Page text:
> using the same "L" zoom lenses (70-200 f/2.8, 28-70 f/2.8, 17-35 f/2..

Then
> I would scan the film on a 4,000 dpi scanner and do all I could in

Photoshop to
> get both files as good as possible (I have "Adobe Certified Expert" status

in
> Photoshop), and then print on an Epson 2200 at 8 x 10" and 12 x 18".
>
> I thought digital would do as well or better on portraits but when we shot
> Astia 100F vs the 10D the colors were a bit better and the film images

were
> sharper and gave better large prints. The 10D gives very nice prints and

it's
> of course very handy to use, but we got even better prints from the film

(with
> the extra step of scanning). YMMV depending on how you do the scanning

and how
> much Photoshop you know, but for me and my workflow I'll take film for

print
> quality, digital for convenience.
>
> We also shot landscapes on Velvia and the 10D and it's a joke to even

compare
> the two here, the Velvia images are so much better it's not even close.
>
> I like shooting digital and I appreciate the many benefits of instant

feedback,
> no film costs, etc etc, but for higher print quality I'll still take film.
>
> > I read somewhere that a person using a D60 was getting
> >better prints than his 35mm but not as good as his medium format camera.

>
> Maybe you're talking about Michael Reichmann's Luminous Landscape site,

where
> he claims the D60 quality is pushing medium format. I enjoy reading his

posts
> and he has a lot of good info on many aspects of photography, but I

disagree
> with him on the quality merits of digital vs film. This started with the

D30,
> a 3 Mpix body that he claimed gives better prints than Fuji Provia 100F,

and
> continued with the D60 and 10D, which he says compares well to medium

format
> film. I just don't see it ... in my print tests 35 mm is still slightly

ahead
> of digital for portraits and well ahead for landscapes. I also shoot two
> flavors of medium format (6x4.5 cm and 6x7 cm) and the gap between prints

from
> these and the 10D is even wider.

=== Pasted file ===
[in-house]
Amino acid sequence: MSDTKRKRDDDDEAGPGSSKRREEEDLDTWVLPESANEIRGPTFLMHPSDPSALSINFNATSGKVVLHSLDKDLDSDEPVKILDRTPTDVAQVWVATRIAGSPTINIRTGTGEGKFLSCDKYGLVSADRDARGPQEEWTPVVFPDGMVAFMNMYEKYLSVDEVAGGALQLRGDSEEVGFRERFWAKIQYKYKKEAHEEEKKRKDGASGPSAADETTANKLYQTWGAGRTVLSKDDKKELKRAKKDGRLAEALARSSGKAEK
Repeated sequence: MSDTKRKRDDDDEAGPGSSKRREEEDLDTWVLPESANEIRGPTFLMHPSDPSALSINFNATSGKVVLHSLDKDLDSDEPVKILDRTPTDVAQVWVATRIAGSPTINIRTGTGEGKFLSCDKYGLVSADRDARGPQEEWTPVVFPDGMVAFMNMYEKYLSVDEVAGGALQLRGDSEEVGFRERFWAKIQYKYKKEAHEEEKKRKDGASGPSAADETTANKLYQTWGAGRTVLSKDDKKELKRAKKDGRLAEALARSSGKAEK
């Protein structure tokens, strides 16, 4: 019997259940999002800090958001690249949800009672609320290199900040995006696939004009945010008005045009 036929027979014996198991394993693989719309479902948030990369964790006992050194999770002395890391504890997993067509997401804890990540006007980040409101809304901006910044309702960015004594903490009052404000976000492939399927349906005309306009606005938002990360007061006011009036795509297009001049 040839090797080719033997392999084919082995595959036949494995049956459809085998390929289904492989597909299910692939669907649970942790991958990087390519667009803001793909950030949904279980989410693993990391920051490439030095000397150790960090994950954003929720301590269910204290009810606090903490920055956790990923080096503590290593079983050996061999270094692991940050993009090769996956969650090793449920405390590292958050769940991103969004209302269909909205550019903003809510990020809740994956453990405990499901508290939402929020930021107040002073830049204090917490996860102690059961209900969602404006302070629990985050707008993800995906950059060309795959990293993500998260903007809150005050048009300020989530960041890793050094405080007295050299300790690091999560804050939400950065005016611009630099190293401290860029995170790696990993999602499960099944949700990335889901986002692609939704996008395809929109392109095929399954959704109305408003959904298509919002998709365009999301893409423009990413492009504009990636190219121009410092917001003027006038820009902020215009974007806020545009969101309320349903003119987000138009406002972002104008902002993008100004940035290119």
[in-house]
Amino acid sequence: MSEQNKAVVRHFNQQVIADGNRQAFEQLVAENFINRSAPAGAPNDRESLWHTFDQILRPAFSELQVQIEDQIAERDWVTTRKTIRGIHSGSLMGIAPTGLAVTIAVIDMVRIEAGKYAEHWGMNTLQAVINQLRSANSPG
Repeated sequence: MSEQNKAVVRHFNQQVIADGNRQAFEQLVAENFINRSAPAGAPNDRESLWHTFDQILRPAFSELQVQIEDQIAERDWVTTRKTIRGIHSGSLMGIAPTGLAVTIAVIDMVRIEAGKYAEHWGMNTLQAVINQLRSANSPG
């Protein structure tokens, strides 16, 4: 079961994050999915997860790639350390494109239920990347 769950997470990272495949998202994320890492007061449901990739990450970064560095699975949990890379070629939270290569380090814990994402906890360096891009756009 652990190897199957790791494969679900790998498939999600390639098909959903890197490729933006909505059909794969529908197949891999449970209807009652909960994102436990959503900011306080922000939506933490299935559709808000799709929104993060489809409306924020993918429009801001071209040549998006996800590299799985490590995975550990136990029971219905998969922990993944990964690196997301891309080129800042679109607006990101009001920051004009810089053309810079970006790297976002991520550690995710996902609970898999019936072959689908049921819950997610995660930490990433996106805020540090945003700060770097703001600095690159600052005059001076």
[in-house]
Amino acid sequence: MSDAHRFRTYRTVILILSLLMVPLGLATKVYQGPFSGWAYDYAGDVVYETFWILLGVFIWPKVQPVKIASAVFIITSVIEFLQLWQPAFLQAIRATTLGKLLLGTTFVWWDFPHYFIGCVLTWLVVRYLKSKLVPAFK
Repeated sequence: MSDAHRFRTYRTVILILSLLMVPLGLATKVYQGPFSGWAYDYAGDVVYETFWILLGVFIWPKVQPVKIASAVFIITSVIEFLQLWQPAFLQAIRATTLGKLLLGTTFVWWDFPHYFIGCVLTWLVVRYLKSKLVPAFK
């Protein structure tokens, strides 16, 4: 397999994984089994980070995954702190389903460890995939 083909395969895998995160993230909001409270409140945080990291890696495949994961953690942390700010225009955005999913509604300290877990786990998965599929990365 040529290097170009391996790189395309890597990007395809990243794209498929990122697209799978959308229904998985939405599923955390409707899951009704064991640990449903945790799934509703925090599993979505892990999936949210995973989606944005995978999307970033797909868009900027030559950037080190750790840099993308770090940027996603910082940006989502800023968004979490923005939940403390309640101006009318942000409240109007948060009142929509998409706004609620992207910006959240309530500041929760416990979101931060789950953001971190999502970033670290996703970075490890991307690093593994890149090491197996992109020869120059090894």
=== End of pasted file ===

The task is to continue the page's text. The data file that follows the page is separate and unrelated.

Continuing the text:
>
> Since you have a film camera and a D60 why not run your own tests, shoot

the
> same things in a few situations (a good zoom makes it easy to frame them

the
> same) and have prints made from each format and decide what looks best for

you.
> That's what I did ... I wish digital WOULD win and I'm sure one day it

will,
> but for me that day hasn't arrived yet.
>
> Bill



 
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Bowsér
Guest
Posts: n/a
 
      11-05-2003
Zealots see what they want to see. I've done the comparison, and the best
prints I've seen are Ilfochromes from chromes. After that, scanned chromes
produce the best prints, after that, prints from negs, after that prints
from digital cams. The digicam prints all look flat to me. Not bad, but not
as good as film. Personally, I wanted to see prints from digicams that were
better, since that workflow is way ahead of traditional, and just a lot
easier and more flexible.

"The Frog" <(E-Mail Removed)> wrote in message
news:bob2hm$kia$(E-Mail Removed)...
> Hi,
>
> I am going on holiday and I want to try and take some photos which I can
> then print at approx 20"x16" maximum.
>
> I have two SLR bodies, a Canon EOS30 and a Canon D60. I use fine grain
> transparencies with the 35mm camera and RAW format (which produces a tiff

of
> about 25-30Mg) with the digital.
>
> I was always under the impression that I would get a better print from the
> trannies rather than the digital. Recently though I have read that this

may
> not be the case. I read somewhere that a person using a D60 was getting
> better prints than his 35mm but not as good as his medium format camera.
>
> Any advice would be much appreciated.
> cheers
> Nigel
>
> ps Sorry for cross posting but hopefully someone in either of these 2

groups
> may be able to shed some light.
>
>



 
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Barrett Benton
Guest
Posts: n/a
 
      11-05-2003
This was reinforced for me when I took a walk through PhotoPlus Expo
here in New York last week. A lot of the (quite large) prints I saw -
particularly at the Canon booth (where it's a fair bet that the vast
majority of images on display were digital in origin) - seemed more like
poster reproductions than photographs, exhibiting what I can only call
an "insistent pallor". Their size, in fact, seemed almost an attempt to
compensate for their general dullness (subject matter, in a number of
cases, didn't help). These expositions are generally more about hardware
than craft, and more about craft than "art", but the visual bar appears
to have lowered a bit from previous Expos, IMO.

- Barrett

In article <hD9qb.148$(E-Mail Removed)>,
"Bowsér" <(E-Mail Removed)> wrote:

> Zealots see what they want to see. I've done the comparison, and the best
> prints I've seen are Ilfochromes from chromes. After that, scanned chromes
> produce the best prints, after that, prints from negs, after that prints
> from digital cams. The digicam prints all look flat to me. Not bad, but not
> as good as film. Personally, I wanted to see prints from digicams that were
> better, since that workflow is way ahead of traditional, and just a lot
> easier and more flexible.
>
> "The Frog" <(E-Mail Removed)> wrote in message
> news:bob2hm$kia$(E-Mail Removed)...
> > Hi,
> >
> > I am going on holiday and I want to try and take some photos which I can
> > then print at approx 20"x16" maximum.
> >
> > I have two SLR bodies, a Canon EOS30 and a Canon D60. I use fine grain
> > transparencies with the 35mm camera and RAW format (which produces a tiff